16 May Introducing The Pathways Project
Even the best laid plan can go horribly awry. On this particular occasion a day-hike to the headwaters of the Chattahoochee River was unceremoniously canceled due to a torrential rainstorm that was further exacerbated by a tornado warning. But undeterred by the inclemate weather on an otherwise lovely Sunday morning in late April our small group gathered nonetheless to drown our sorrows at a Midtown Atlanta establishment called Tacos & Tequilas. As they say, when the going gets tough, the tough get going…to brunch.
After 11AM on the weekend can hardly be considered day drinking, so a round of margaritas was definitely in order. Paired with rice, beans and a three-flight of tacos -one carne asada, two carnitas- I reveled in the delicious food and wonderful company. Meeting in real life for the first, I made in the acquaintance of Judy Toppins, the public relations officer for the Chattahoochee National Forest, Michela Williams, Partnership Coordinator for the Georgia Mountains Children’s Forest Network and Luz Lituma, the founder of LatinxHikers. We had connected in recent weeks via phone, email, Facebook and Instagram to explore the prospects of working together to share a comprehensive story about the people of Atlanta, Georgia who live within the watershed of the Chattahoochee River and the places where they experience the natural world.
In our own way each of us work to create recreation opportunities for those less likely to spend time outside. Through LatinX Hikers, Luz organizes group hikes and special events for the Latino community in Atlanta and several other cities across the U.S. With co-creator Adriana Garcia this social media platform is “dedicated to promoting diversity, equity, and inclusion in the outdoors through digital story-telling and community outreach.” I’ve been following her work for the last several months and it was wonderful to finally meet in person.
At Chattahoochee National Forest Judy works at engaging the general public in the hopes of raising awareness for the natural resources in her district. Across more 866,000 acres of wooded land, the forest offers a series of hiking trails, camp grounds, picnic areas and other amenities for anyone to enjoy. But with limited exposure to information and too few knowledgeable ambassadors to share their enthusiasm for the forest not many people from the urban center of Atlanta are likely to visit. Judy wants to change that. “I really want everyone to know about and understand all there is to do there,” she told me. With a special interest in connecting with communities of color Judy is leading the forest’s DEI efforts.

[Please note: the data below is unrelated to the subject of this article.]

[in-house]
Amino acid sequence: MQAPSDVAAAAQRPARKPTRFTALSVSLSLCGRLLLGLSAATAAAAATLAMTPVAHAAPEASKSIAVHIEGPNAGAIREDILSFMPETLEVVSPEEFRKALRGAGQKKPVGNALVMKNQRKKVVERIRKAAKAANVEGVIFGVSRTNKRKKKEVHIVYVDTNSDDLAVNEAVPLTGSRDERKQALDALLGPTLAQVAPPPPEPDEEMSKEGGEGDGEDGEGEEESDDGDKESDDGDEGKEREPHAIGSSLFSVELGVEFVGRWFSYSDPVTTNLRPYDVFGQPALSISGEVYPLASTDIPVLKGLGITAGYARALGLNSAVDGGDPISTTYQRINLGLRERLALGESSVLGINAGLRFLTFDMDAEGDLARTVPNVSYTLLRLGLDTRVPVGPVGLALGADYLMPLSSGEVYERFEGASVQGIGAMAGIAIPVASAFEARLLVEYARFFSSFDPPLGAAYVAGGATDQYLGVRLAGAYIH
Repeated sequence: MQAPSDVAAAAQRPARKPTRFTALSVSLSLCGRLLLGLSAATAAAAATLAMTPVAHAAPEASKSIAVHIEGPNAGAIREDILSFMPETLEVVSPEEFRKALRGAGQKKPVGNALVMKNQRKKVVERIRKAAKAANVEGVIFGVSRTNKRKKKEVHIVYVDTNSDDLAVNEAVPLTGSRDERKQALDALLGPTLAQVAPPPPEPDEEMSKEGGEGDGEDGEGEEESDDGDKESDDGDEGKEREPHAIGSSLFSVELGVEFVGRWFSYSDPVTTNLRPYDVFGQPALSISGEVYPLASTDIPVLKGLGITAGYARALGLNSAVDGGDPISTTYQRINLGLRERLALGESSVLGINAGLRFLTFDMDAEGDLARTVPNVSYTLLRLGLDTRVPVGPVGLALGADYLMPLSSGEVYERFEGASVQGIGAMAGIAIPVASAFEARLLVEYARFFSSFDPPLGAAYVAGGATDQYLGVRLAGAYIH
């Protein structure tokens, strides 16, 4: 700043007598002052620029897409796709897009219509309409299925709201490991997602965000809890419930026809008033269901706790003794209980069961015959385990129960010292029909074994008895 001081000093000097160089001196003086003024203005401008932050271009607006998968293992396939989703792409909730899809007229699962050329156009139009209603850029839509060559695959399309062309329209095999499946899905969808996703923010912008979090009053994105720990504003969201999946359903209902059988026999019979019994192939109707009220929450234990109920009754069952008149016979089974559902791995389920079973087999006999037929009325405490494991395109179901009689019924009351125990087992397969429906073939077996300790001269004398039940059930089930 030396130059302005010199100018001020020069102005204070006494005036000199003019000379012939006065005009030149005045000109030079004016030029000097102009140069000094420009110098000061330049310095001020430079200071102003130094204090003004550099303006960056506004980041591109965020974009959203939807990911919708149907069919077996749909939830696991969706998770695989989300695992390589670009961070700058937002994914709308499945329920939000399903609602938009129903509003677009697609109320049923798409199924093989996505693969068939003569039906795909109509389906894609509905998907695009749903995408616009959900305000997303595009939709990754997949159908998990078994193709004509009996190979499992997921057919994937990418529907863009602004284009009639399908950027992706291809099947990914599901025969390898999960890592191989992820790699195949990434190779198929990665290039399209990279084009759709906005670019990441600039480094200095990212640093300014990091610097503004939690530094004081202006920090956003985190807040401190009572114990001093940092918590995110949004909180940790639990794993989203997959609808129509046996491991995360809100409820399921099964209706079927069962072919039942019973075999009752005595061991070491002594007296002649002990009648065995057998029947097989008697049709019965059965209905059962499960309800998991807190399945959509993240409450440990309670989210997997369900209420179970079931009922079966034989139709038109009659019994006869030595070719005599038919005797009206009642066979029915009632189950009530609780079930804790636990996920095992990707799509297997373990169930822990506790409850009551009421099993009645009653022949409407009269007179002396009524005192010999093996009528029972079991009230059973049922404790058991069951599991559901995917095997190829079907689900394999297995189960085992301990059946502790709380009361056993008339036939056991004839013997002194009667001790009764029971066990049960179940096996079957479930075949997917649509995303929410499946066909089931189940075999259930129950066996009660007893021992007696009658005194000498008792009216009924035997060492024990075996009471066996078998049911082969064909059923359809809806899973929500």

After graduating from college Michela earned a paid internship with the U.S. Forest Service. Placed by the Greening Youth Foundation, a non profit that connects young people of color with career opportunities in the field of public land management, she received the training necessary to become a field trip leader. Not what you would call “outdoorsy” her prior experiences in nature were quite limited. But under the mentorship of Judy and other Forest Service staff Michela quickly gained an abiding appreciation for the natural world.
“That’s what did it for me,” she said. “Now it’s my passion. I want to see people have that some look on their face as I did when I went outdoors for the first time. I want to see young people grow up and know that they can have this wild dream and have it manifest into something beautiful.”